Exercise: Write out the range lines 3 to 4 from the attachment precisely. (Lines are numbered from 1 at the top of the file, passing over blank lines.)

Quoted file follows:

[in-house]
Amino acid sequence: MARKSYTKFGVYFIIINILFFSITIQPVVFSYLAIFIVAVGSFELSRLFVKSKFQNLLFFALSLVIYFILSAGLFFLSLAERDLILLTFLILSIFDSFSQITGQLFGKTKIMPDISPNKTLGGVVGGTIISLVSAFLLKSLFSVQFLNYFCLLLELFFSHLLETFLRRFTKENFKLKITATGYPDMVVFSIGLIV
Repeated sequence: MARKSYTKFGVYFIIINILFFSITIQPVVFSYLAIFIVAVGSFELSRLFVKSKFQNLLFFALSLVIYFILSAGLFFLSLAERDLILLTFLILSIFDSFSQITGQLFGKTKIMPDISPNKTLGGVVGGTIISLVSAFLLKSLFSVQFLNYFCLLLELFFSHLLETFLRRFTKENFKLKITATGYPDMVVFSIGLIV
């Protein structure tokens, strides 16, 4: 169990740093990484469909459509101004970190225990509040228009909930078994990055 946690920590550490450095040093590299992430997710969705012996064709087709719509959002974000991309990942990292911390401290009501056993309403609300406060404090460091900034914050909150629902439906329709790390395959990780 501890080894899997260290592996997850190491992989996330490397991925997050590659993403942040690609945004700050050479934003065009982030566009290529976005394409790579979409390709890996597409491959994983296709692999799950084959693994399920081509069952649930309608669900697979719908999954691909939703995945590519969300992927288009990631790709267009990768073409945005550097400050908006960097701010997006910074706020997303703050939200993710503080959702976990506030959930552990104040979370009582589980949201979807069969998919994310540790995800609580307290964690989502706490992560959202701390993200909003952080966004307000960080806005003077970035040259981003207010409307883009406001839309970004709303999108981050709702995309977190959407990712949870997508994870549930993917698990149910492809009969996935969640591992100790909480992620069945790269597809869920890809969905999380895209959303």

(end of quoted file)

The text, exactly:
Repeated sequence: MARKSYTKFGVYFIIINILFFSITIQPVVFSYLAIFIVAVGSFELSRLFVKSKFQNLLFFALSLVIYFILSAGLFFLSLAERDLILLTFLILSIFDSFSQITGQLFGKTKIMPDISPNKTLGGVVGGTIISLVSAFLLKSLFSVQFLNYFCLLLELFFSHLLETFLRRFTKENFKLKITATGYPDMVVFSIGLIV
């Protein structure tokens, strides 16, 4: 169990740093990484469909459509101004970190225990509040228009909930078994990055 946690920590550490450095040093590299992430997710969705012996064709087709719509959002974000991309990942990292911390401290009501056993309403609300406060404090460091900034914050909150629902439906329709790390395959990780 501890080894899997260290592996997850190491992989996330490397991925997050590659993403942040690609945004700050050479934003065009982030566009290529976005394409790579979409390709890996597409491959994983296709692999799950084959693994399920081509069952649930309608669900697979719908999954691909939703995945590519969300992927288009990631790709267009990768073409945005550097400050908006960097701010997006910074706020997303703050939200993710503080959702976990506030959930552990104040979370009582589980949201979807069969998919994310540790995800609580307290964690989502706490992560959202701390993200909003952080966004307000960080806005003077970035040259981003207010409307883009406001839309970004709303999108981050709702995309977190959407990712949870997508994870549930993917698990149910492809009969996935969640591992100790909480992620069945790269597809869920890809969905999380895209959303």